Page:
Margaret-Ann Tan: My Life in Clothes
Retired traffic officer/teacher/remand-house matron/importer-exporter, 82.
We’re always having drinks here at 7 Saint Vincent Retirement Village, Remuera, so we get dressed up in long dresses. I’ve lived here for four years. It suits me because I don’t drive a car — I go in the bus and walk and go to the gym nearby. I used to. I was the first female traffic officer in Otago-Southland.
I started as a teacher but five years is enough. I could only talk to children. I thought, “I have to get out of this and get into something where I talk to adults.” So that’s why I went into uniform in the transport department. I could speak to people and not be afraid because when you have a uniform on, you have great confidence. I thought, I’ll do it for two years. Then I went into child welfare: illegitimate babies, placing them in homes, working with families.
From there I went on the boat over to England. I taught in South London and the children had never had a teacher who respected them. They used to come to the bus to meet me.
My husband was Chinese-Indonesian. We met on the boat. Shipboard romance, nothing less. I was 31. We had an importing and exporting business based in Antwerp.
We imported Indonesian Chinese food to Europe, like krupuk and emping, and sent back things from Europe to Indonesia — chemicals and engine parts, drinks.
Anything the government needed, we’d find it and send it. I travelled every day. My husband was sick so he didn’t drive very much. He would start off and within half an hour he’d say, “Darling, I’m tired. You drive.” So I’d be driving all over Europe.
He had kidney failure. He died there. I couldn’t manage my two children by myself, and all those offices and people working for you and travelling all the time, so we came back here.
I still travel a lot. I buy all my shiny shoes in Dubai. I go there on the way to Cairo to visit my daughter. She has a big job. She’s the representative for the United Nations High Commissioner for Refugees. She controls all of Egypt, so she’s away travelling quite a lot. That’s why I don’t stay very long now, because her three children are away at school and I’m there with the maid, and she’s always asking me difficult questions.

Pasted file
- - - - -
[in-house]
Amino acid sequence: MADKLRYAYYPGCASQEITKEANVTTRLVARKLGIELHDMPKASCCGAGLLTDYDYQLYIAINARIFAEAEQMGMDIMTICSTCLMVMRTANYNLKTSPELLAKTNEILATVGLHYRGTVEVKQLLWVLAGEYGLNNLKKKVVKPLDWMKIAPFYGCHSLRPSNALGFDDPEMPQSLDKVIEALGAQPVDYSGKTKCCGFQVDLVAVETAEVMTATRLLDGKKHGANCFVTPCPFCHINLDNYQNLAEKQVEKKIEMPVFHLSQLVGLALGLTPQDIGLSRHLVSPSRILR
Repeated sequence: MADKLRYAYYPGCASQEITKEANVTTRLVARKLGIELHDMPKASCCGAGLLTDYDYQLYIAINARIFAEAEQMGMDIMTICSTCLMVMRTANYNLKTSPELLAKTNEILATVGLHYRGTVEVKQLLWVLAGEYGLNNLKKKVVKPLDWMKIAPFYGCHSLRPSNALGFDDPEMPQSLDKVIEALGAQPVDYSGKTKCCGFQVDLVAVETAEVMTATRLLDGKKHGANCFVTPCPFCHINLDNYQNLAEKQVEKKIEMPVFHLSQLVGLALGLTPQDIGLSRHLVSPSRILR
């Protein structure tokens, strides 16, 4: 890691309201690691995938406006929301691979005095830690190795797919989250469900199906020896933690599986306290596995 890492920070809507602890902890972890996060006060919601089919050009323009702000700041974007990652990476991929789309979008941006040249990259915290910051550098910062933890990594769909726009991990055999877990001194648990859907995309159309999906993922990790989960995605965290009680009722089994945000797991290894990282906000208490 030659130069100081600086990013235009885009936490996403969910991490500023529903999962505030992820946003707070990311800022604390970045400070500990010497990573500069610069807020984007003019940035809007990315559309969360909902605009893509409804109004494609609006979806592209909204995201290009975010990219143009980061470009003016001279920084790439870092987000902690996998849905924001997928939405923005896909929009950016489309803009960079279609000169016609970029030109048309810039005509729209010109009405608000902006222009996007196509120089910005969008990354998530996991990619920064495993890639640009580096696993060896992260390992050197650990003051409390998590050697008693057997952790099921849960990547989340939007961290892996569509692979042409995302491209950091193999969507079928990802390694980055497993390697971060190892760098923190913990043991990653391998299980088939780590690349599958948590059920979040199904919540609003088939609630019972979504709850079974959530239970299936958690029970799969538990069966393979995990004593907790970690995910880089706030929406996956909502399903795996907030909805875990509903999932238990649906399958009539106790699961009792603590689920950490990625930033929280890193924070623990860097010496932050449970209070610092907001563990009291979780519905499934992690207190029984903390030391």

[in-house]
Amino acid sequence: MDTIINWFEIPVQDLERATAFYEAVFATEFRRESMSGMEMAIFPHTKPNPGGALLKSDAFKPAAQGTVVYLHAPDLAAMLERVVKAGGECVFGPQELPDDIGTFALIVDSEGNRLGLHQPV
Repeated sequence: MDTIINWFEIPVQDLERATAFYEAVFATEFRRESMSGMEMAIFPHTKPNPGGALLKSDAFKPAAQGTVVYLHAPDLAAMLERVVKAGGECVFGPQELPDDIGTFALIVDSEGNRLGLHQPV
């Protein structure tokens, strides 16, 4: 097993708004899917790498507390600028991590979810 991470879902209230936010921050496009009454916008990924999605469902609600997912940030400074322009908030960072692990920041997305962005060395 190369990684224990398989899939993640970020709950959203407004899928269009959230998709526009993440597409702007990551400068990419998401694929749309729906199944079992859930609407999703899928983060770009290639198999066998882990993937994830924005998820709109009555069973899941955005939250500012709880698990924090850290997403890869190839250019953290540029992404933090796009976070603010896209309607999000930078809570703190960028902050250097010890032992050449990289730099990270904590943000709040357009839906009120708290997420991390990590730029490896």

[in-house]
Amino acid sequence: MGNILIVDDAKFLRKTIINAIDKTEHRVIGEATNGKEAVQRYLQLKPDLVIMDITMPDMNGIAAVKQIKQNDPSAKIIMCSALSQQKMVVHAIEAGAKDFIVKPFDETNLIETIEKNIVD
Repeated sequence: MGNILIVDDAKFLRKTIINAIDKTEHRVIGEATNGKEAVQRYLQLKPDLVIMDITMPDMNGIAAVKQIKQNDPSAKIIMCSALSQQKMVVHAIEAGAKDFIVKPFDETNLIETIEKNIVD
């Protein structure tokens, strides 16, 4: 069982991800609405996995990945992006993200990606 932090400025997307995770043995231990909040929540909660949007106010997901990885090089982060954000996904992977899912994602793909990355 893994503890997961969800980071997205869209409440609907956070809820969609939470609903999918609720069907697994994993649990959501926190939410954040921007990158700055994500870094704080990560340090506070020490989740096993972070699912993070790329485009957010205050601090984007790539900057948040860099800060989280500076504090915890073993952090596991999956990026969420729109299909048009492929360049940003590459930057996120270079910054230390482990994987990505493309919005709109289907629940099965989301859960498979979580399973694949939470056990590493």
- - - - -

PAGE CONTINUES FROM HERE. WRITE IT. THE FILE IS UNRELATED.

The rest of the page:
I got the Paul Smith T-shirt in Dubai too. I just love this. I went to get a T-shirt for my son, Andrew, who is a high school teacher in Auckland, and I saw this. When I got to Cairo, I got it out and my daughter said, “Ooh, Mama, that’s beautiful.” So she kept it. When I came home, my daughter-in-law Jane ordered it online.
The earrings are very important beetles from Egypt. They’re scarabs. It’s a beautiful little beetle that eats all the dung and dirt. I bought them at the Cairo museum. An amazing place. I loved seeing Tutankhamun and all his gold and beauty. Two thousand years old. Incredible.
When I used to go to court every week, people from Africa would say, “Are you wearing scarabs?” I was a JP. Getting all the papers signed. You meet a lot of very interesting young people. Absolutely brilliant. New Zealanders don’t realise how lucky they are to have them.
The leather skirt is Paula Ryan. She’s done a lot for New Zealand fashion. I think she makes sensible clothes for women.
The purple ring is from Melbourne. I said to my friend, “We’re going home and I don’t have anything from Melbourne.” I put this on and my friend said, “You’re not going to buy that!” I said, “Why not? It’s from Melbourne. And we’ve only got five minutes.” I’ve no idea what it is, probably plastic. It looked pretty.
It was $5. She laughs every time she sees it. She wouldn’t wear such a thing. Whatever. I’m not too worried.